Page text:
Figure 2: Cell loss probability of Voice connections as a function of the number of ABR connections (12 VBR and 30 Voice connection)

Figure 3: Cell loss probability of VBR connections as a function of the number of ABR connections (12 VBR and 30 Voice connection) 6 Ubiquitous Computing and Communication Journal

The performance with real time traffic is illustrated in Fig. 8 through Fig. 11. 12 VBR connections are presented while the voice connections are added gradually to the system. For voice traffic, Fig. 8 and Fig. 10 show that the performance is the same as with integrated traffic, where the first and second protocols perform better than the third one. For VBR traffic, Fig. 9 and Fig. 11 show that the second protocol achieves the lowest cell loss probability. The average cell delay of the first and second protocols is low with slightly different values until 112 voice connection (97% channel utilization), after that, the average cell delay of the second protocol become significantly higher since the efficiency of its resource allocation algorithm in reducing cell loss probability results in increasing the average cell delay. The third protocol has lower cell delay than that with integrated traffic because in the absence of ABR traffic, any remaining slots will be given to VBR connections.

With the third protocol the average cell delay lower than with integrated traffic because in the absence of ABR traffic if there are remaining slots they will be given to VBR connections. A cell loss probability of 10-3 for VBR traffic achieved by the first protocol at 106 voice connection (95% channel utilization), by the second protocol at 112 voice connection (97% channel utilization), and by the third protocol at 103 voice connection (94.7% channel utilization).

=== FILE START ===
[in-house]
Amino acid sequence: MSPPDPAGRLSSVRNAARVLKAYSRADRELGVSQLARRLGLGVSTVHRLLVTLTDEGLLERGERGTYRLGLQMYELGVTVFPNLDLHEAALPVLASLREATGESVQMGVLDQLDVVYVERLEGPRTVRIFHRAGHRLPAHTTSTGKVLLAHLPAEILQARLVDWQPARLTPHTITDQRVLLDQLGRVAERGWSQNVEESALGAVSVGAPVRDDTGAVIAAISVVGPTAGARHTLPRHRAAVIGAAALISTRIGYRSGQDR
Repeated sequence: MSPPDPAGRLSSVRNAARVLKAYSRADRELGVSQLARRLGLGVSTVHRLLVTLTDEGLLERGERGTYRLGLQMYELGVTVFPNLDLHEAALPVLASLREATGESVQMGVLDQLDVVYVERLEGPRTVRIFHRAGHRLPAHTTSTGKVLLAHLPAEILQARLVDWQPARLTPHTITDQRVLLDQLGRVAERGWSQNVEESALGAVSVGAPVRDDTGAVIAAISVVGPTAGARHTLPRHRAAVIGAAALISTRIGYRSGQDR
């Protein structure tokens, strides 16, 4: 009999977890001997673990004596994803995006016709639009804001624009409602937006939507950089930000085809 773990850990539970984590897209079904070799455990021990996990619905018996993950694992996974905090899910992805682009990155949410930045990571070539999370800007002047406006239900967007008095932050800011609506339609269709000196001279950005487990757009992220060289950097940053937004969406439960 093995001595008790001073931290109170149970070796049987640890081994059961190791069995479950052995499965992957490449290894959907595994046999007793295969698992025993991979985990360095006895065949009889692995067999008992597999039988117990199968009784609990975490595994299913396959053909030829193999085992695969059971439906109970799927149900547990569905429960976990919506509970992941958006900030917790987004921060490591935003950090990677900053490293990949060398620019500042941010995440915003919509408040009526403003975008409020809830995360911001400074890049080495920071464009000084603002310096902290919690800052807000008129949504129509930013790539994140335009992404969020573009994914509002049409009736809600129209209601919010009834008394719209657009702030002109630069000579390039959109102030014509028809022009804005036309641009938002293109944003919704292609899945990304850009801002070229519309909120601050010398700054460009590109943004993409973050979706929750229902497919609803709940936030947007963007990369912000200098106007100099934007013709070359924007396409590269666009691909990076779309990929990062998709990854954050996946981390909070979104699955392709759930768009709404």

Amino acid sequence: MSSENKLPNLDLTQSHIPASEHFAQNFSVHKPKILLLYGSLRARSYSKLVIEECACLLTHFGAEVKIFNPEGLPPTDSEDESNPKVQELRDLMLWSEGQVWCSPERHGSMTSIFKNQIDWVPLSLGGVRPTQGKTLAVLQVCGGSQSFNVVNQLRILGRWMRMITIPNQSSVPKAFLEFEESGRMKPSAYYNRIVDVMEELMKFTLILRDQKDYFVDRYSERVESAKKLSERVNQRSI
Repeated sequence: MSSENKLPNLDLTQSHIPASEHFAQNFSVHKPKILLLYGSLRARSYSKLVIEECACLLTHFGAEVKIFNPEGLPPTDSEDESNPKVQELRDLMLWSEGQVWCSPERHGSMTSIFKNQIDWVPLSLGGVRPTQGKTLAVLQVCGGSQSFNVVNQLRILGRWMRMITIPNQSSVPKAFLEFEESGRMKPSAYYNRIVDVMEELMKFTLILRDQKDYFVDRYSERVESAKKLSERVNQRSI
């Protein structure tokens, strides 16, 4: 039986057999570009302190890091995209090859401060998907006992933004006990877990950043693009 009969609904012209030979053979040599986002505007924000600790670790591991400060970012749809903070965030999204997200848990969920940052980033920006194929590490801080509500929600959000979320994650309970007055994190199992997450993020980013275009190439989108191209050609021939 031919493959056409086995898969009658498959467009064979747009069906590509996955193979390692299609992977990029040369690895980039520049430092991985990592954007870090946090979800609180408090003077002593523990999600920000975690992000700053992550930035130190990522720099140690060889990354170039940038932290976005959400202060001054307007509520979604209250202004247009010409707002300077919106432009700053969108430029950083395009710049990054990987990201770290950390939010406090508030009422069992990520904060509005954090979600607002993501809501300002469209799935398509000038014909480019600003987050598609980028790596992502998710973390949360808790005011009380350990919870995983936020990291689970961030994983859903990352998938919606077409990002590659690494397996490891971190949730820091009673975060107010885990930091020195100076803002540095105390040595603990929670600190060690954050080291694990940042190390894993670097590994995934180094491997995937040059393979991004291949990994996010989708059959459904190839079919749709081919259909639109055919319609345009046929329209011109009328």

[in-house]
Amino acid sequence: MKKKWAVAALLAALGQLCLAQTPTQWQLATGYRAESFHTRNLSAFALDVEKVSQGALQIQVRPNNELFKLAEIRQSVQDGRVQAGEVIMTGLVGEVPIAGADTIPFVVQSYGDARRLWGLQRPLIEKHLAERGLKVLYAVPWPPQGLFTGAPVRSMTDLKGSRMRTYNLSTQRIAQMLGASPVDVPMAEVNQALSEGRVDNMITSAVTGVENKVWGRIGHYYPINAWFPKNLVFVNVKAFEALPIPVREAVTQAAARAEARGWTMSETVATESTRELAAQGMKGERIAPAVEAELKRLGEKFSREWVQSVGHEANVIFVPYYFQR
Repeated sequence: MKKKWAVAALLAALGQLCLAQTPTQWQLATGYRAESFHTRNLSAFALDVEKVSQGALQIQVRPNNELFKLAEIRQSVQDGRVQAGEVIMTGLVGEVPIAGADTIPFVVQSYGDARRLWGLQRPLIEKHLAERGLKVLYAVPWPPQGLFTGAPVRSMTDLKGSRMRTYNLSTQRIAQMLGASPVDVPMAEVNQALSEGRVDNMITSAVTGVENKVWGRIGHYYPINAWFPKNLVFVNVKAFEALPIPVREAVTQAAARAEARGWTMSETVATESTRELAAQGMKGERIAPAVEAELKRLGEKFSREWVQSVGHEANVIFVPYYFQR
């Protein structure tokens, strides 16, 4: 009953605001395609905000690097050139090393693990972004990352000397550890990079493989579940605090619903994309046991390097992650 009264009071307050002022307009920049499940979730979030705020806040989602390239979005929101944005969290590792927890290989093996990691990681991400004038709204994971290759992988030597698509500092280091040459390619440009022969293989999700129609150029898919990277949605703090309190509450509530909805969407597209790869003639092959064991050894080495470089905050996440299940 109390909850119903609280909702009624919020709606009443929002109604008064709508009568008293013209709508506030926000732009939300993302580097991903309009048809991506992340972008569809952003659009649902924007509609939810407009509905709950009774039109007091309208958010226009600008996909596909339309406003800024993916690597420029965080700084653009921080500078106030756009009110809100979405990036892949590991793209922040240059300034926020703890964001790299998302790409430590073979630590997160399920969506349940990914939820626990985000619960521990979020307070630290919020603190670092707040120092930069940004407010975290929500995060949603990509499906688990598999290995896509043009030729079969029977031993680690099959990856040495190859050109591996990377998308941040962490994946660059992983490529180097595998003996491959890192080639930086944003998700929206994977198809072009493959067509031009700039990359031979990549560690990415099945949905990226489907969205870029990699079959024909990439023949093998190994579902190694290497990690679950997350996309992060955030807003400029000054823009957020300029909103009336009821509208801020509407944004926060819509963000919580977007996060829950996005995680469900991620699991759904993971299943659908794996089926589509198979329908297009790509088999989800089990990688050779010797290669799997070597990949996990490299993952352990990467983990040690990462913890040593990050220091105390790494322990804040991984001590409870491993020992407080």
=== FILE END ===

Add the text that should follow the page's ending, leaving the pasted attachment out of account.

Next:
Figure 6: Average cell delay of VBR connections as a function of the number of ABR connections (12 VBR and 30 Voice connections).

Figure 4: Cell loss probability of ABR connections as a function of the number of ABR connections (12 VBR and 30 Voice connection)

Figure 7: Average cell delay of ABR connections as a function of the number of ABR connections (12 VBR and 30 Voice connections).

Figure 5: Average cell delay of Voice connections as a function of the number of ABR connections, (12 VBR and 30 Voice connections).